A Comparison Study of VIL VS Rotational Velocity associated with Tornadic Thunderstorms

1. Introduction

 

Peters and Kilduff (1993) studied a tornadic storm that moved across southern Cherokee County, Alabama. Their study compared values obtained from the Vertical Integrated Liquid (VIL) product, to rotational velocities computed from the Base Velocity (V) product during the life of the storm. In their paper, it was suggested that during the collapse phase of the storm, VIL values decreased, and at the same time the rotational velocities values increased. This was a possible indication of the onset of severe weather. This fluctuation occurred between the times of 0038 and 0049 UTC (figure 1) along with several other deviations. This study is a continuation of their work, but analyzes the tornado outbreak on Palm Sunday 27 March 1994. table showing storm relative velocity.

 

2. Methodology

This study used archived data from the DOD East Alabama WSR-88D (KMXX) site located in Northwestern Macon County near Carrville, Alabama. Archived data used from the KMXX WSR-88D were from the Palm Sunday Tornado Outbreak on 27 March 1994. The radar was in VCP 21 during the Palm Sunday event and for the storm described in the Peters and Kilduff study.

Maximum values of VIL (kg/m^2) were obtained from the VIL product, and storm relative velocities from the SRM product. Mid-range values of the inbound (Vin )and outbound (Vout ) velocities were taken (Table 1. Keighton 1994) and rotational velocities were computed using Vrot=(|Vin| + |Vout|)/2. Unfortunately, the archive only contained SRM data at the 0.5, 1.5 and 2.5 degree elevations.

An average Vrot through the storm was computed to see how these values compared to the 0.5 degree elevation scan used in the previous study. There was not a significant difference between the 0.5 degree elevation Vrot and averaged Vrot. Although this study mainly looks at 0.5 degree Vrot, 1.5 degree Vrot was included in the following figures due to gaps in the 0.5 degree Vrot because of range folding.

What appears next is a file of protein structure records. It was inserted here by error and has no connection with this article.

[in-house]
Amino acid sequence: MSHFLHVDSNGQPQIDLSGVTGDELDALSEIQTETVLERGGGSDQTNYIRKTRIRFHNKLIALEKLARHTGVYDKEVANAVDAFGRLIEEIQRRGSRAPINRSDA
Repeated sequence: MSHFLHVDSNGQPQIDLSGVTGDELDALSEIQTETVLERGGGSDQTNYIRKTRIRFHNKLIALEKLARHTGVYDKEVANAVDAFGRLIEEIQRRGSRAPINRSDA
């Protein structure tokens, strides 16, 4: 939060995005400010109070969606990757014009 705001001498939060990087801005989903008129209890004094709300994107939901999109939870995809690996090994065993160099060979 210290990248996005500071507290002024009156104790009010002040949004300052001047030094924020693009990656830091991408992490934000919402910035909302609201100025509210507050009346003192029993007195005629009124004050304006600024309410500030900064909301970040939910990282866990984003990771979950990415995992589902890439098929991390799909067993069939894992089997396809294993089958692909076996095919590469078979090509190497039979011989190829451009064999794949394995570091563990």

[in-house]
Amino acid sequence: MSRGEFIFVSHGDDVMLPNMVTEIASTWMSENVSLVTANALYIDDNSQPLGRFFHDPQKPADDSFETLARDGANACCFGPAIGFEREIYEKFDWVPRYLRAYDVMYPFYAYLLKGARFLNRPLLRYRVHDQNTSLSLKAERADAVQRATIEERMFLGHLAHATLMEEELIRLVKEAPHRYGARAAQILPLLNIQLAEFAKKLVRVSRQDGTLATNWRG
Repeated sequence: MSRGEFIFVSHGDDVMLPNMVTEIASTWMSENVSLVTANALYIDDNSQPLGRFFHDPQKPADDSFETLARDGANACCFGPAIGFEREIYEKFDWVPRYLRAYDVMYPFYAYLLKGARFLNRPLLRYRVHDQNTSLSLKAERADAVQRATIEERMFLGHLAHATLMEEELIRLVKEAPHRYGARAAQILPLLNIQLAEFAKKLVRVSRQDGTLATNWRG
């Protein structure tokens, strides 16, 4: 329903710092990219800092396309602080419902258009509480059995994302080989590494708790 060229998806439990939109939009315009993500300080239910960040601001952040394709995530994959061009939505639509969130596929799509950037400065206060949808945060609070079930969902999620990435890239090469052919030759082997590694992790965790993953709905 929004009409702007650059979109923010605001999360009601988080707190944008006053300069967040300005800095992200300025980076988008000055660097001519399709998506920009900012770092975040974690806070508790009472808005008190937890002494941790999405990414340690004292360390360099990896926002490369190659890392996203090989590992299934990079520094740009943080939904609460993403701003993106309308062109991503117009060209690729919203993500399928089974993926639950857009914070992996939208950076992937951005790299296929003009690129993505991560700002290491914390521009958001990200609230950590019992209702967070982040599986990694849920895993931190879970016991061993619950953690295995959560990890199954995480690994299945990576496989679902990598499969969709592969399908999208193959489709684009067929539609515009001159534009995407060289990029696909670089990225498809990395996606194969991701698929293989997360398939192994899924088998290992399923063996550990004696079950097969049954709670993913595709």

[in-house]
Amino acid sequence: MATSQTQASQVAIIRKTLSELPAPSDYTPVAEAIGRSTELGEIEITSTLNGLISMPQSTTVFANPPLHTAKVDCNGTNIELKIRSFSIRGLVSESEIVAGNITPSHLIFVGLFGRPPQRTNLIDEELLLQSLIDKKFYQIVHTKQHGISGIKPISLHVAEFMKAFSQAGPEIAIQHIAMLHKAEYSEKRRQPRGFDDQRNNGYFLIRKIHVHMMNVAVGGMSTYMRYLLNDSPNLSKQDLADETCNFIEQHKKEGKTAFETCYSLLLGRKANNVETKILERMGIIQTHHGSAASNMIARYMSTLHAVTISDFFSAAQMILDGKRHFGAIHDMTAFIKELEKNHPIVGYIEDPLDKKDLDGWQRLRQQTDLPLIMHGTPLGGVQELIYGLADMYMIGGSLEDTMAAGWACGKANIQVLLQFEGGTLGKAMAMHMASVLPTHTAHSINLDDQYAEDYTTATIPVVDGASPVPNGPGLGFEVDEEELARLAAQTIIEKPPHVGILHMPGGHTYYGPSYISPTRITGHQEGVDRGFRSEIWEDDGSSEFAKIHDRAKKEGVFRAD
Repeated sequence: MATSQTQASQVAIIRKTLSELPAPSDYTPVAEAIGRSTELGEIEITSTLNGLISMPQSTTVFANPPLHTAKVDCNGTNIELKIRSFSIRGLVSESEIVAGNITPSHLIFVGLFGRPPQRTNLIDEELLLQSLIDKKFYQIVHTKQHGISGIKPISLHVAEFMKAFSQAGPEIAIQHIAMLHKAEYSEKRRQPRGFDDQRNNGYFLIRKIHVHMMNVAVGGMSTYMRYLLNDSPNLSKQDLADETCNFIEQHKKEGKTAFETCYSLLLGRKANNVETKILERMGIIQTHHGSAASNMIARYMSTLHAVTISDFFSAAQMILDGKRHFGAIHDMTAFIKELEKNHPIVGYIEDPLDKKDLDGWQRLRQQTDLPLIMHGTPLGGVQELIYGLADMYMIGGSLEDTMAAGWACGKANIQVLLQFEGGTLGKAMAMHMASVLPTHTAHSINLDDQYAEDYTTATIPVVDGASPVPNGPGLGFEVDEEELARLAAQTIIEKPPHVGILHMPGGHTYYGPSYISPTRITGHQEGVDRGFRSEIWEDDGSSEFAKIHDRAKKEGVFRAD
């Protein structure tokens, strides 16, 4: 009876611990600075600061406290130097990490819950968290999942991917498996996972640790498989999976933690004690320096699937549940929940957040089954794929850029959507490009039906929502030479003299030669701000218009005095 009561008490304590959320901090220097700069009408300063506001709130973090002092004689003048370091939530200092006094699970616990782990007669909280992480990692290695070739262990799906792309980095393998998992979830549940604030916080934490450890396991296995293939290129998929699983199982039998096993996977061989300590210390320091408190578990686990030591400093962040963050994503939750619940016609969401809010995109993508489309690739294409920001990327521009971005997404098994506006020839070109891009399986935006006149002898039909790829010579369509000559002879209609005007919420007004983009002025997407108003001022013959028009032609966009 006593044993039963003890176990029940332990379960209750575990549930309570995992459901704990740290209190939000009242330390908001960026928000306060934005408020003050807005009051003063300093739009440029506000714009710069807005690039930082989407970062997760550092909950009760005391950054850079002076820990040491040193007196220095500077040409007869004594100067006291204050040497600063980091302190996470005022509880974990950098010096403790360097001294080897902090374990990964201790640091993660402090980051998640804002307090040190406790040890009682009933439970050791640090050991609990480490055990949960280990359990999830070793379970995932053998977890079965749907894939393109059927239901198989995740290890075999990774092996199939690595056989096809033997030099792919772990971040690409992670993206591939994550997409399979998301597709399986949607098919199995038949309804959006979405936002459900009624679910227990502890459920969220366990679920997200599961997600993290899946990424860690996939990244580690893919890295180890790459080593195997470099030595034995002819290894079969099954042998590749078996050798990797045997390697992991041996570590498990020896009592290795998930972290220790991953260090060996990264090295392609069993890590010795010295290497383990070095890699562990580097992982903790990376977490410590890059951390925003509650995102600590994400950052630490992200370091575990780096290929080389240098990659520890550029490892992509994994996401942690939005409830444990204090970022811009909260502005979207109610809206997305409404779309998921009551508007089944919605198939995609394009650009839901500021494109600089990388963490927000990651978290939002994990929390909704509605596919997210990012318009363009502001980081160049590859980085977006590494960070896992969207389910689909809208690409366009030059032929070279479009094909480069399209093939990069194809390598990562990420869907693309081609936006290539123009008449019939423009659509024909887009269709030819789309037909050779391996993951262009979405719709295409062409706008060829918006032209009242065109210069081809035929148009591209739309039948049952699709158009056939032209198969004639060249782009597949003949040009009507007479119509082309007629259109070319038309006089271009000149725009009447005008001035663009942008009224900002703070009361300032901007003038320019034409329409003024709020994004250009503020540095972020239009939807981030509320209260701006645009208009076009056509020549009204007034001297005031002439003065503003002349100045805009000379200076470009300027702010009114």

3. The Environment

Strong southwesterly flow dominated the upper-level wind pattern over the southeastern states on the morning of 27 March 1994. At 1200 UTC, a southerly low-level (850 mb) speed maximum of greater than 25 m/s (approx. 50 kt) was exiting the region, while a second southerly speed maximum of greater than 25 m/s (approx. 50 kt) was moving over the Louisiana coastline. 500-mb wind speeds of 30 to 40 m/s (approx. 60 to 80 kt) were widespread from Texas to Georgia in the strong southwesterly flow aloft. A jet streak of 70 m/s (approx. 140 kt) was noted over Missouri and Illinois at 300 and 200 mb. At the surface, a slow moving cold front was positioned over the northwestern corner of Alabama, while a trough extended eastward across northern Alabama and northern Georgia. Early morning surface dew points were in the upper 60s and lower 70s (F) over southern Alabama. Quasi-geostrophic forcing was relatively weak over the southeastern states. Q vectors for both 850-500 mb and 500-300 mb layers at 1200 UTC indicated very little vertical forcing on the synoptic scale.